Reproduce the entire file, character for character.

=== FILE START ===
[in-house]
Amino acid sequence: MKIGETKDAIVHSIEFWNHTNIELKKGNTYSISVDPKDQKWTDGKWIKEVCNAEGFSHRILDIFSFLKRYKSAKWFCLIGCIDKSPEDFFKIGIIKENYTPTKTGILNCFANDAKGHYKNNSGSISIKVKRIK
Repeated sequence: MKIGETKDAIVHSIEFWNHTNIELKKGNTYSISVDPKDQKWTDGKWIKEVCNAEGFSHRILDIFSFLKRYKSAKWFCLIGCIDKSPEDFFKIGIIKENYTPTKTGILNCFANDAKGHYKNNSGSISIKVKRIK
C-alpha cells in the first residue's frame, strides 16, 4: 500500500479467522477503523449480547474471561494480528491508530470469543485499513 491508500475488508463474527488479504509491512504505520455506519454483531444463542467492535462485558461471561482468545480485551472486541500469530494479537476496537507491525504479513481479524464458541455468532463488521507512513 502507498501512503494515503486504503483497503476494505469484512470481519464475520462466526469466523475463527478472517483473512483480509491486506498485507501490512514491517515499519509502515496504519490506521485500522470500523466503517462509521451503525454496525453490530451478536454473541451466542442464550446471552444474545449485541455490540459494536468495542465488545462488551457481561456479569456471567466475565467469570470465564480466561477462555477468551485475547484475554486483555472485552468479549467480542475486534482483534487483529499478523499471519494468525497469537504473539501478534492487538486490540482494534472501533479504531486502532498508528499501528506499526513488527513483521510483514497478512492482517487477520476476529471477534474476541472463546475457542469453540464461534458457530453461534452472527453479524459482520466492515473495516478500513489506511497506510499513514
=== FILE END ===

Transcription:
[in-house]
Amino acid sequence: MKIGETKDAIVHSIEFWNHTNIELKKGNTYSISVDPKDQKWTDGKWIKEVCNAEGFSHRILDIFSFLKRYKSAKWFCLIGCIDKSPEDFFKIGIIKENYTPTKTGILNCFANDAKGHYKNNSGSISIKVKRIK
Repeated sequence: MKIGETKDAIVHSIEFWNHTNIELKKGNTYSISVDPKDQKWTDGKWIKEVCNAEGFSHRILDIFSFLKRYKSAKWFCLIGCIDKSPEDFFKIGIIKENYTPTKTGILNCFANDAKGHYKNNSGSISIKVKRIK
C-alpha cells in the first residue's frame, strides 16, 4: 500500500479467522477503523449480547474471561494480528491508530470469543485499513 491508500475488508463474527488479504509491512504505520455506519454483531444463542467492535462485558461471561482468545480485551472486541500469530494479537476496537507491525504479513481479524464458541455468532463488521507512513 502507498501512503494515503486504503483497503476494505469484512470481519464475520462466526469466523475463527478472517483473512483480509491486506498485507501490512514491517515499519509502515496504519490506521485500522470500523466503517462509521451503525454496525453490530451478536454473541451466542442464550446471552444474545449485541455490540459494536468495542465488545462488551457481561456479569456471567466475565467469570470465564480466561477462555477468551485475547484475554486483555472485552468479549467480542475486534482483534487483529499478523499471519494468525497469537504473539501478534492487538486490540482494534472501533479504531486502532498508528499501528506499526513488527513483521510483514497478512492482517487477520476476529471477534474476541472463546475457542469453540464461534458457530453461534452472527453479524459482520466492515473495516478500513489506511497506510499513514